The Pennsylvania Line was a formation within the Continental Army. The term "Pennsylvania Line" referred to the quota of numbered infantry regiments assigned to Pennsylvania at various times by the Continental Congress. These, together with similar contingents from the other twelve states, formed the Continental Line. The concept was particularly important in relation to the promotion of commissioned officers. Officers of the Continental Army below the rank of brigadier general were ordinarily ineligible for promotion except in the line of their own state.
Not all Continental infantry regiments raised in a state were part of a state quota, however. On December 27, 1776, the Continental Congress gave Washington temporary control over certain military decisions that the Congress ordinarily regarded as its own prerogative. These "dictatorial powers" included the authority to raise sixteen additional Continental infantry regiments at large.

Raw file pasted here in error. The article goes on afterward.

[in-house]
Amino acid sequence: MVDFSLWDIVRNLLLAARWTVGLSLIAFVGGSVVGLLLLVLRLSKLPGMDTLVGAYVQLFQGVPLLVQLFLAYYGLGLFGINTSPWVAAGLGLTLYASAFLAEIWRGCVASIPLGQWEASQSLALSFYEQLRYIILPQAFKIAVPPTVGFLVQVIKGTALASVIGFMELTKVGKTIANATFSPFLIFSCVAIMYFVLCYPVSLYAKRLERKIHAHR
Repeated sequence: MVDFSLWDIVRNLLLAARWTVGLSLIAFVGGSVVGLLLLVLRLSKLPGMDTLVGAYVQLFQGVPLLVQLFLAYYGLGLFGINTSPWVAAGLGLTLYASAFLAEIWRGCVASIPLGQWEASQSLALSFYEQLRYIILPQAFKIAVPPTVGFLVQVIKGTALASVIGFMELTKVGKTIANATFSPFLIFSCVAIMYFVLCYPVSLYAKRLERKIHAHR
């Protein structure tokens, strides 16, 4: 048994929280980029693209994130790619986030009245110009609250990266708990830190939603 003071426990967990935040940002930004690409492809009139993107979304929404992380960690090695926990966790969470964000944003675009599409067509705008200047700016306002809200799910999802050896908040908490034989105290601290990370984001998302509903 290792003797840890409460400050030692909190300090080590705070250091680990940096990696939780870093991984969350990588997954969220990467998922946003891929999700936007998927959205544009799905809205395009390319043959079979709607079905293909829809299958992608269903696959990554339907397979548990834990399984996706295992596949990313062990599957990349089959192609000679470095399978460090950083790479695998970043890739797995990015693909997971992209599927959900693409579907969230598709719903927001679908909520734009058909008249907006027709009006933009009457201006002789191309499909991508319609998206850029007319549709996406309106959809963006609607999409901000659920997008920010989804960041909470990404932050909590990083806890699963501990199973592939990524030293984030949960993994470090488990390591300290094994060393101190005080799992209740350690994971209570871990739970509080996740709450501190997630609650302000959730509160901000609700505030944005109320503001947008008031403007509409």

Early in 1777, Washington offered command of one of these additional regiments to Thomas Hartley of Pennsylvania, who accepted. Hartley had formerly been lieutenant colonel of the 6th Pennsylvania Battalion. Hartley's Additional Continental Regiment was allotted to the Pennsylvania Line on March 27, 1778. On January 13, 1779, it absorbed Patton's Regiment and was designated the 11th Pennsylvania Regiment. The latter was called the "New Eleventh Pennsylvania Regiment" as the original 11th Pennsylvania Regiment had been consolidated with the 10th Pennsylvania Regiment on July 1, 1778.
Still other Continental infantry regiments and smaller units, also unrelated to a state quota, were raised as needed for special or temporary service. Nelson's and Doyle's Independent Rifle Companies were examples of such "extra" units.